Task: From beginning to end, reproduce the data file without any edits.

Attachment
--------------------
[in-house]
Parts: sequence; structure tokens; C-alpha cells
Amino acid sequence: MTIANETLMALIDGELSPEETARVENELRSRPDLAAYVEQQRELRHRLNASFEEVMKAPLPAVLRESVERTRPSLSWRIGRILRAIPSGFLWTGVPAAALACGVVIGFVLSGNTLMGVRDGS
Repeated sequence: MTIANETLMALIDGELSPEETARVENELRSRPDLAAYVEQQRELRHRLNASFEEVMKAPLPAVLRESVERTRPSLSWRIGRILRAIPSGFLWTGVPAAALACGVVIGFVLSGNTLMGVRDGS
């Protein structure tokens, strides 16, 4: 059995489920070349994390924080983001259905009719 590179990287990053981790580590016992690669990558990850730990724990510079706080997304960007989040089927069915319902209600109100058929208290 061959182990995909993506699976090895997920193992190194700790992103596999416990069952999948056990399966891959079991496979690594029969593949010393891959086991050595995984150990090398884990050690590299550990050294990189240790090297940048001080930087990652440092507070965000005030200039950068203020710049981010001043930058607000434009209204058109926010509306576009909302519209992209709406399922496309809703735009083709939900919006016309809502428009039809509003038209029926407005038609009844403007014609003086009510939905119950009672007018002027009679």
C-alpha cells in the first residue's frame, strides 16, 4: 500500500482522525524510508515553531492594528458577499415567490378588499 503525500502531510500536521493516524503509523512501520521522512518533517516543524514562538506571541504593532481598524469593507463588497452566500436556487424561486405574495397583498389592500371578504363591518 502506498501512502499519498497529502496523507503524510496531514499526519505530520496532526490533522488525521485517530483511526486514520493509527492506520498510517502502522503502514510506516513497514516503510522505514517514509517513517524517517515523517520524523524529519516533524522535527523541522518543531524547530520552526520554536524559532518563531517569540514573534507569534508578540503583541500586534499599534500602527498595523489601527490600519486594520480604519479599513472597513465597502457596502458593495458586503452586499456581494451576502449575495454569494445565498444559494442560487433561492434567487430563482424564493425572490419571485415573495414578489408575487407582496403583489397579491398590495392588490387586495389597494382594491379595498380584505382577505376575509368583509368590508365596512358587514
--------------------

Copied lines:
[in-house]
Parts: sequence; structure tokens; C-alpha cells
Amino acid sequence: MTIANETLMALIDGELSPEETARVENELRSRPDLAAYVEQQRELRHRLNASFEEVMKAPLPAVLRESVERTRPSLSWRIGRILRAIPSGFLWTGVPAAALACGVVIGFVLSGNTLMGVRDGS
Repeated sequence: MTIANETLMALIDGELSPEETARVENELRSRPDLAAYVEQQRELRHRLNASFEEVMKAPLPAVLRESVERTRPSLSWRIGRILRAIPSGFLWTGVPAAALACGVVIGFVLSGNTLMGVRDGS
């Protein structure tokens, strides 16, 4: 059995489920070349994390924080983001259905009719 590179990287990053981790580590016992690669990558990850730990724990510079706080997304960007989040089927069915319902209600109100058929208290 061959182990995909993506699976090895997920193992190194700790992103596999416990069952999948056990399966891959079991496979690594029969593949010393891959086991050595995984150990090398884990050690590299550990050294990189240790090297940048001080930087990652440092507070965000005030200039950068203020710049981010001043930058607000434009209204058109926010509306576009909302519209992209709406399922496309809703735009083709939900919006016309809502428009039809509003038209029926407005038609009844403007014609003086009510939905119950009672007018002027009679």
C-alpha cells in the first residue's frame, strides 16, 4: 500500500482522525524510508515553531492594528458577499415567490378588499 503525500502531510500536521493516524503509523512501520521522512518533517516543524514562538506571541504593532481598524469593507463588497452566500436556487424561486405574495397583498389592500371578504363591518 502506498501512502499519498497529502496523507503524510496531514499526519505530520496532526490533522488525521485517530483511526486514520493509527492506520498510517502502522503502514510506516513497514516503510522505514517514509517513517524517517515523517520524523524529519516533524522535527523541522518543531524547530520552526520554536524559532518563531517569540514573534507569534508578540503583541500586534499599534500602527498595523489601527490600519486594520480604519479599513472597513465597502457596502458593495458586503452586499456581494451576502449575495454569494445565498444559494442560487433561492434567487430563482424564493425572490419571485415573495414578489408575487407582496403583489397579491398590495392588490387586495389597494382594491379595498380584505382577505376575509368583509368590508365596512358587514